Secretary of State Hillary Clinton, in a major speech on Internet freedom two months ago, called on US technology firms not to support online censorship.
"I hope that refusal to support politically motivated censorship will become a trademark characteristic of American technology companies," Clinton said. "It should be part of our national brand."
Amid a host of trade disputes with China, however, Google's decision last week to halt censorship there met with only a fairly muted response from the State Department -- and virtual silence from other US technology giants.
Go Daddy, the world's largest registrar of Web domain names, did announce that it was no longer registering names in China because of what it called "chilling" new identification requirements imposed by the Chinese authorities.
And another domain name registrar, Network Solutions, told AFP it had stopped offering the .cn domain names in December because of the "intrusive nature" of the new Chinese policies for those seeking Web addresses.
But no other US companies indicated they were prepared to follow Google's lead and run the risk of being shut out of the world's largest online market.
Microsoft, Yahoo!, Cisco and previously Google are among the US firms which have been accused by members of the US Congress and human rights groups of abetting the Web censorship machine dubbed the "Great Firewall of China."
Yahoo! did not reply to a request for comment on Google's move but chief executive Carol Bartz said last year: "It's not our job to fix the Chinese government.
"We will respect human rights but not take on every government in the world -- that's not our mandate," Bartz said.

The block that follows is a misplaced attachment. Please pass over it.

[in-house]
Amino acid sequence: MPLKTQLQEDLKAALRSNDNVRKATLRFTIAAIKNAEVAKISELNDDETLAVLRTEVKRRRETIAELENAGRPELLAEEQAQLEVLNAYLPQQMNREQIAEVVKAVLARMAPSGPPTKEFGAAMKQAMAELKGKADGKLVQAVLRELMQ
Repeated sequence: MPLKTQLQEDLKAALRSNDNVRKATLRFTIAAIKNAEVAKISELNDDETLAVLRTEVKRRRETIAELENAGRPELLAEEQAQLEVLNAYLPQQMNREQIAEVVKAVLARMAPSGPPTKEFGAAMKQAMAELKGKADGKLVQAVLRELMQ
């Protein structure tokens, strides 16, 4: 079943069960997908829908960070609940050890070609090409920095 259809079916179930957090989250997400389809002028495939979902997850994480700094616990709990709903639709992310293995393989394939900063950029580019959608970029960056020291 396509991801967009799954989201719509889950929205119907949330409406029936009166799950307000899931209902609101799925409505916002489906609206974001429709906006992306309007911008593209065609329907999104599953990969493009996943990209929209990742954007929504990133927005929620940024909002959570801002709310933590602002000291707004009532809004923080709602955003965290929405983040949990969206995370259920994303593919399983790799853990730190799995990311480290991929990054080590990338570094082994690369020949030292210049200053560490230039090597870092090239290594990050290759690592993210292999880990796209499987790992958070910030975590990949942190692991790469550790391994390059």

Microsoft for its part last week reiterated the position the software giant expressed in January when Google revealed that it and other companies had been the target of cyberattacks originating in China.
"We appreciate that different companies may make different decisions about where and how they operate their business based on their own experiences and views," a Microsoft spokesperson said.
"We remain committed to advancing free expression, and we currently are engaged actively in doing business in over 100 countries, even as we comply with the laws in every country in which we operate."
Google co-founder Sergey Brin, in an interview with Britain's Guardian newspaper, said he was "disappointed" with Microsoft and that its stance was "against freedom of speech and human rights."
While praising Google, Representative Chris Smith, a Republican from New Jersey, said Microsoft "need to get with the program and join with the side of human rights rather than enabling tyranny."
Google's decision to stand up to the Chinese authorities also won plaudits from human rights groups but it was not universally lauded and Microsoft and Yahoo! also had their defenders.
Michael Arrington, founder of US technology blog TechCrunch, condemned what he called Google's "certain level of hypocrisy" for abandoning a search market they were "failing in" while leaving behind "assets that have more promise."
Deriding Go Daddy's move a "publicity stunt," Arrington said "whatever China is or isn't, we are all very much in business with them."
"What I can't sit and watch is Microsoft being raked over the coals by a government that does nothing to fight the evil that they say exists in China," he said.
Google, Microsoft and Yahoo! are all founding members of the Global Network Initiative, which brings together Internet and telecom companies, human rights groups, academics and investors to protect freedom of expression and privacy.
Rebecca MacKinnon, a member of GNI's board of directors, noted to AFP that Yahoo! had largely disengaged from China and said Microsoft's continued presence there is not at odds with its participation in the initiative.
"The point is to try and be practical with the idea that engagement is the ideal situation if they can figure out a way to do it responsibly," MacKinnon said. "We try to get beyond the alternative of in or out.
"It would be unhelpful to say that the Chinese do a lot of bad things therefore the technology sector should disengage," she said. "Because then they should disengage from half the countries in the world."
Explore further: Digital dilemma: How will US respond to Sony hack?